NEXT PAGE

Luke Timmerman is the National Biotech Editor of Xconomy, and the Editor of Xconomy Seattle. You can e-mail him at ltimmerman@xconomy.com, or follow him at twitter.com/ldtimmerman.

Dicerna Snags Deal With Japans Kyowa Hakko Kirin to Develop RNAi Cancer Treatments
Luke Timmerman 1/4/10

(Page 2 of 2)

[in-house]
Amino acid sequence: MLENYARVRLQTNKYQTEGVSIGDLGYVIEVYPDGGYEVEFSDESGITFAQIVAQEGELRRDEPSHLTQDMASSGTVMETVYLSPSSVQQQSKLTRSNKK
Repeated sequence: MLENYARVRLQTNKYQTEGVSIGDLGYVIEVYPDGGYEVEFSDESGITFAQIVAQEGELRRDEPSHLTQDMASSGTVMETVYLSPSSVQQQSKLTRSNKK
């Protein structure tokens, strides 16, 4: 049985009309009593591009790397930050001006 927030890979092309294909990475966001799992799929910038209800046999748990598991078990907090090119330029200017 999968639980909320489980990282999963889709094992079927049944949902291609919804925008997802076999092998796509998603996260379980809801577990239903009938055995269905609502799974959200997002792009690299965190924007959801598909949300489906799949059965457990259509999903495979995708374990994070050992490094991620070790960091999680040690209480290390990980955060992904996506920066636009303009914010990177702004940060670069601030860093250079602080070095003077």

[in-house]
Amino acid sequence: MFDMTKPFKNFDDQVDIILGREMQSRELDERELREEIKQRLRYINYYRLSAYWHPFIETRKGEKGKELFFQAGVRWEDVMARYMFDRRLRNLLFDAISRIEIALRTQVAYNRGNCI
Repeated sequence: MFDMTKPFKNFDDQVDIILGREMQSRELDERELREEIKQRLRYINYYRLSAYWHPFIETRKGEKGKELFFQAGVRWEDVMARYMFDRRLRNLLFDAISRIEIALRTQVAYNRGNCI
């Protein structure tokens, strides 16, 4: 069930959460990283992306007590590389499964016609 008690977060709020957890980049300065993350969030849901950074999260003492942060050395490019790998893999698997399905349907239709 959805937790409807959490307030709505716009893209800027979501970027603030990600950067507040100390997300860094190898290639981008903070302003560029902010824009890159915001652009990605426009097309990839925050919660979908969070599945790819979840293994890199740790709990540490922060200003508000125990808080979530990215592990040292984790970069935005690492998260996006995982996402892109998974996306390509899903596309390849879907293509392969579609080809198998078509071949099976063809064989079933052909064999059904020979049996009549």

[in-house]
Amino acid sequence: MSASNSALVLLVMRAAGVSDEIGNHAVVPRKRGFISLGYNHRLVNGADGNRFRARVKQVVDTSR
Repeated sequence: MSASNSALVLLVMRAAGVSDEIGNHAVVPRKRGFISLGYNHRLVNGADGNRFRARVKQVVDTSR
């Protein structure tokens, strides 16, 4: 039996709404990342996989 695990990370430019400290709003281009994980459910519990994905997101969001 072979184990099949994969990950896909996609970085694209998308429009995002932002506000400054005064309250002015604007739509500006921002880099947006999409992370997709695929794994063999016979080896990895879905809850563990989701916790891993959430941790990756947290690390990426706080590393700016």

about $25 million, he says. Dicerna is hopeful that its drugs will be more potent than other RNAi therapies, and that they will last longer in the body. If that can be proven, it could translate into fewer injections for patients, lower manufacturing costs, and higher profit margins. But delivery is the major challenge in RNAi today, because most treatments given directly through injection get filtered out by the kidneys before they can have the desired effect on the target. Lots of energy is being poured into new ways to deliver the RNAi drugs in the body, and that is one important feature of the Kyowa Hakko Kirin collaboration with Dicerna. The Japanese company has its own technology for using liposomes to deliver the RNAi drugs. Dicerna is developing its own lipid nanoparticle delivery technology in house, Jenson says, although it is trying a variety of approaches, like using antibodies, peptides, small molecules, or other ways of getting an RNAi drug where its supposed to go. Dicerna doesnt envision itself becoming a research wing for Kyowa Hakko Kirin. Rather, this partnership will lead to more alliances and help the small company build up its own pipeline of wholly owned drug candidates, Jenson says. Already, he says the company has commitments from its existing investorsOxford Bioscience Partners, Abingworth, and Skyline Venturesto invest in a Series B venture round that just needs a new investor to join the syndicate. That round of investment will go toward building up the Dicerna pipeline, he says. While the Japanese partnership will focus in the beginning on a novel target for a cancer drug, Dicernas own program will concentrate instead on a less-risky target that has been validated by other drugs, Jenson says. The strategy is that by silencing a validated target, theres less chance of an unexpected safety problem emerging, which could cast a cloud over the whole RNAi field, he says. Clinical successes in this field are badly needed, Jenson says. Jenson wouldnt say which target Dicerna is going to pursue first, but he did offer some clues. Dicernas ideal target will be measured by a validated biomarker, he says, so the company will be able to take a biopsy from patients and determine whether its RNAi drug is getting to where it is